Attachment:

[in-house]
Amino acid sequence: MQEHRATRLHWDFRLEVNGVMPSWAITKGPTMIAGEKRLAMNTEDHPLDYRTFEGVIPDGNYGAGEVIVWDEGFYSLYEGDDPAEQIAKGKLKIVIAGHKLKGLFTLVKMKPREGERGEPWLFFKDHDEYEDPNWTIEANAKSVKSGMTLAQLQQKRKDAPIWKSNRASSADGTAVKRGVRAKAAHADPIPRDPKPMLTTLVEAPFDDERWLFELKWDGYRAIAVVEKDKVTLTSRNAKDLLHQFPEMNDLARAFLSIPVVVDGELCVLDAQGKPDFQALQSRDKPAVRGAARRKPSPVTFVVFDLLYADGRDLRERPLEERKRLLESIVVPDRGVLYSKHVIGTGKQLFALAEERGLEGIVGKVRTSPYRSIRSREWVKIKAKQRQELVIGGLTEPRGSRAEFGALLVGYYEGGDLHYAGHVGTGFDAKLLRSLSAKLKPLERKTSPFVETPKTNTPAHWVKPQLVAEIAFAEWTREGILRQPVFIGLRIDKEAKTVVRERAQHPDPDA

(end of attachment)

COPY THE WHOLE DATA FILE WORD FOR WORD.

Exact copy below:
[in-house]
Amino acid sequence: MQEHRATRLHWDFRLEVNGVMPSWAITKGPTMIAGEKRLAMNTEDHPLDYRTFEGVIPDGNYGAGEVIVWDEGFYSLYEGDDPAEQIAKGKLKIVIAGHKLKGLFTLVKMKPREGERGEPWLFFKDHDEYEDPNWTIEANAKSVKSGMTLAQLQQKRKDAPIWKSNRASSADGTAVKRGVRAKAAHADPIPRDPKPMLTTLVEAPFDDERWLFELKWDGYRAIAVVEKDKVTLTSRNAKDLLHQFPEMNDLARAFLSIPVVVDGELCVLDAQGKPDFQALQSRDKPAVRGAARRKPSPVTFVVFDLLYADGRDLRERPLEERKRLLESIVVPDRGVLYSKHVIGTGKQLFALAEERGLEGIVGKVRTSPYRSIRSREWVKIKAKQRQELVIGGLTEPRGSRAEFGALLVGYYEGGDLHYAGHVGTGFDAKLLRSLSAKLKPLERKTSPFVETPKTNTPAHWVKPQLVAEIAFAEWTREGILRQPVFIGLRIDKEAKTVVRERAQHPDPDA